• Biologist and artist Ernst Haeckel (1834–1919) created over 100 detailed and multicoloured illustrations of animals and sea creatures. Look closely at the work by Horn and engravings by Haeckel. What similarities do you notice about these artists’ works? Select a natural form such as coral, flowers, leaves or plants. Look at your specimen through a magnifying glass. Draw an enlarged and detailed version of your specimen.
  • Create a collage using a combination of natural and manufactured items. When designing your work of art consider texture, colour, contrast and balance.
  • Gorgonia 5 (Full Fathom Five) references a hair ornament pattern designed by Gilles Légaré, a French goldsmith from the seventeenth century, who made jewels for the King of France. Think of someone you admire. Design a piece of wearable art for this person. Consider how your choice of patterns, colours and any embellishments connect with the person you are designing it for.
  • The branching forms in Gorgonia 5 (Full Fathom 5) references the Gorgon or Medusa of ancient Greek mythology. Research a mythological figure such as Aphrodite, Artemis, Demeter, Poseidon and Zeus. Create a work of art that captures the essence of your character.
  • Create a sculptural work of art from recycled plastics or plasticine that celebrates the extraordinary beauty of a natural environment such as the Great Barrier Reef or a national park. Join your pieces together to create a collaborative class installation.
  • Horn creates works of art that respond to the intersection between the natural and the constructed worlds. Research a human-made event in Australia which has had a devastating environmental impact. Create a work of art that responds to this event.
  • Horn fuses his interest in seventeenth century jewellery with nineteenth century studies of natural forms. Investigate the following as sources of inspiration:
    • Baroque costume jewellery
    • Botanical illustrations by Ernst Haeckel
    • Contemporary artists Julie Blyfield, Lauren Simeoni or Catherine Truman.
      Create a wearable piece of art inspired by antique jewellery making of the past and the natural world. TIP Try using recycled aluminium cans or wire.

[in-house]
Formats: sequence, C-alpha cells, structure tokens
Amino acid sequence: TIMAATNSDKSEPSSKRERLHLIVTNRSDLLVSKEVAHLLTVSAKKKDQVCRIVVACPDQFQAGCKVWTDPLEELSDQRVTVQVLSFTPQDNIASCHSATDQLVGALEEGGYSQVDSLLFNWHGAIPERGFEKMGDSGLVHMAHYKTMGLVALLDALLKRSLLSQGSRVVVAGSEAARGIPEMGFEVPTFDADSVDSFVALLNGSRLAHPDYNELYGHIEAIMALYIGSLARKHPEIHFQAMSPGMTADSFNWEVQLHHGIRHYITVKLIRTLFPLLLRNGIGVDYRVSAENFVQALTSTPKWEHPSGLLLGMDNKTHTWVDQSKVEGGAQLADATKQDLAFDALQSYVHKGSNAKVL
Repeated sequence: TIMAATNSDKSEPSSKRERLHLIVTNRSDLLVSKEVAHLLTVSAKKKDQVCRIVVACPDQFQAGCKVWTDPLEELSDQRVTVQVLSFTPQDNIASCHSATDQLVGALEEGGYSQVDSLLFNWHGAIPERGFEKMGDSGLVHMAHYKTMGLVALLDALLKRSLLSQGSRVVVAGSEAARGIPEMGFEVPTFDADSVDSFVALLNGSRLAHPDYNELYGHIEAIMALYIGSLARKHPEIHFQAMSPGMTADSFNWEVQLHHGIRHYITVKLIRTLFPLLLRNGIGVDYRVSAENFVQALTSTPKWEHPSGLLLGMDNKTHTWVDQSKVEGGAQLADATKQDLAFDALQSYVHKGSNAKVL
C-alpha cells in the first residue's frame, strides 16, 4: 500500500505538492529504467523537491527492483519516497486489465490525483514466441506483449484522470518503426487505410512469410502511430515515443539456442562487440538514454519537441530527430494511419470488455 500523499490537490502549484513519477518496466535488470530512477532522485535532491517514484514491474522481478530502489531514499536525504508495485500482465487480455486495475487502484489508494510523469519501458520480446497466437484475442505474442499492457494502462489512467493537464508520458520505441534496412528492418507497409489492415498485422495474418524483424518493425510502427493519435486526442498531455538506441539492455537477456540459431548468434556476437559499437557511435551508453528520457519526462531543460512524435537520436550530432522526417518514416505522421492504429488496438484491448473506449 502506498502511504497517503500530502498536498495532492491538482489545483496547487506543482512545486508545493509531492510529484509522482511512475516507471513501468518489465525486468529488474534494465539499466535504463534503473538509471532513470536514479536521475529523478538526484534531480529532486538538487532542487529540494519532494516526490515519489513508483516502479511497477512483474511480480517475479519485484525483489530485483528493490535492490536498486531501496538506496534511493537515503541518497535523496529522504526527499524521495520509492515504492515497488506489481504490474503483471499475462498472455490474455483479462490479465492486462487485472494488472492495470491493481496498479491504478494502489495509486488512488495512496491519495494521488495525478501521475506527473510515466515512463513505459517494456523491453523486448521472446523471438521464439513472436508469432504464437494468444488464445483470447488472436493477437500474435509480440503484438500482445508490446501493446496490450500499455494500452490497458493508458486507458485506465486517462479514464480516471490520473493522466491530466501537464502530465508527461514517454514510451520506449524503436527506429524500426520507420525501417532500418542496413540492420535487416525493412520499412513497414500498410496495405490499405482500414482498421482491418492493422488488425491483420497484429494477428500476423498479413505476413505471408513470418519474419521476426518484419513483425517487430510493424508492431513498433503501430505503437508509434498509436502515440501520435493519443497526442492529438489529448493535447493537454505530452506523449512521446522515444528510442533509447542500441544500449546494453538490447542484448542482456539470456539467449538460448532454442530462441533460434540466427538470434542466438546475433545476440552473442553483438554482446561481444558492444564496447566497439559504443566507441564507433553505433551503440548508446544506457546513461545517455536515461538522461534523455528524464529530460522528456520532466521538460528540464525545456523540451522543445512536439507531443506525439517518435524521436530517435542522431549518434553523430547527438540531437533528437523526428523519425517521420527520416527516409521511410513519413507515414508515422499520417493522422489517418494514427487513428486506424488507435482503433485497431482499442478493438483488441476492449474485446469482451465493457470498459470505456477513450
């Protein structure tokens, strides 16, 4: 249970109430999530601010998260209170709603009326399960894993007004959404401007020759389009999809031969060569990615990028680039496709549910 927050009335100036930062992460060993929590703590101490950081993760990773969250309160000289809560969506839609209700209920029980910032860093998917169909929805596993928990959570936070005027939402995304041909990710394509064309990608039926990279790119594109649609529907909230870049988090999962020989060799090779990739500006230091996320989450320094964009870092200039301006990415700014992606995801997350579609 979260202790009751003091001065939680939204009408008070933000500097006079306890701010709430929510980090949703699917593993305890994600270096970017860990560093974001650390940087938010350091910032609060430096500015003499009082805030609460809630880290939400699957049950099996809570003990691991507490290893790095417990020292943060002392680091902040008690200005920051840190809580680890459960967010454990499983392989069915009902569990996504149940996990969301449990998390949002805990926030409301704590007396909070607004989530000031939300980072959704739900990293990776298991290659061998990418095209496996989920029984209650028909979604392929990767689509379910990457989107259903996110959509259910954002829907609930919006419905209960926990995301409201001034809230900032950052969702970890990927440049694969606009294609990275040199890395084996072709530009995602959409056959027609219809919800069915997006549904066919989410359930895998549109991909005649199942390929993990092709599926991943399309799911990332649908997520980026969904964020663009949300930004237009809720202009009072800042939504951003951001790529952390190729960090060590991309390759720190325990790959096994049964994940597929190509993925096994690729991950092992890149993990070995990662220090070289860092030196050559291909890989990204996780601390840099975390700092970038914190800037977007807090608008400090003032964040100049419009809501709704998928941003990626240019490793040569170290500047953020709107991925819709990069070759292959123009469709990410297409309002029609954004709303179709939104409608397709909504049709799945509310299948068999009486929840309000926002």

• Biologist and artist Ernst Haeckel (1834 – 1919) created over 100 detailed and multicoloured illustrations of animals and sea creatures. Compare these nineteenth century coral formation studies to scientific images available today. Evaluate the reliability, validity and usefulness of both these sources. How can images of coral from the nineteenth century inform your understanding of how coral reefs have altered, as a result of human activity?
  • The title Full Fathom Five is a quote from Shakespeare’s The Tempest, Ariel’s song spoken by Ferdinand, who believes his father has drowned in a storm at sea. A fathom is a unit of measurement equal to the span a person’s outstretched arms. Fathom, also refers to a problem difficult to comprehend’ – Timothy Horn. Assess the effectiveness of programs currently in place to restore or rehabilitate the Great Barrier Reef. Compare the effects of climate change on coral reefs in Australia to other locations in the world.
  • Significant events contributed to popular awareness of environmental issues, such as the nuclear accident at Chernobyl in 1986. Research the immediate and long term impact the Chernobyl accident has had on the natural environment. Investigate this incident and discuss how Horn has referenced this event in his work. Using Horn’s Tree of Heaven 8 (Trident), evaluate its reliability and usefulness as a historical source in understanding the Chernobyl disaster. With your class debate whether Horn’s work of art is a primary or secondary source.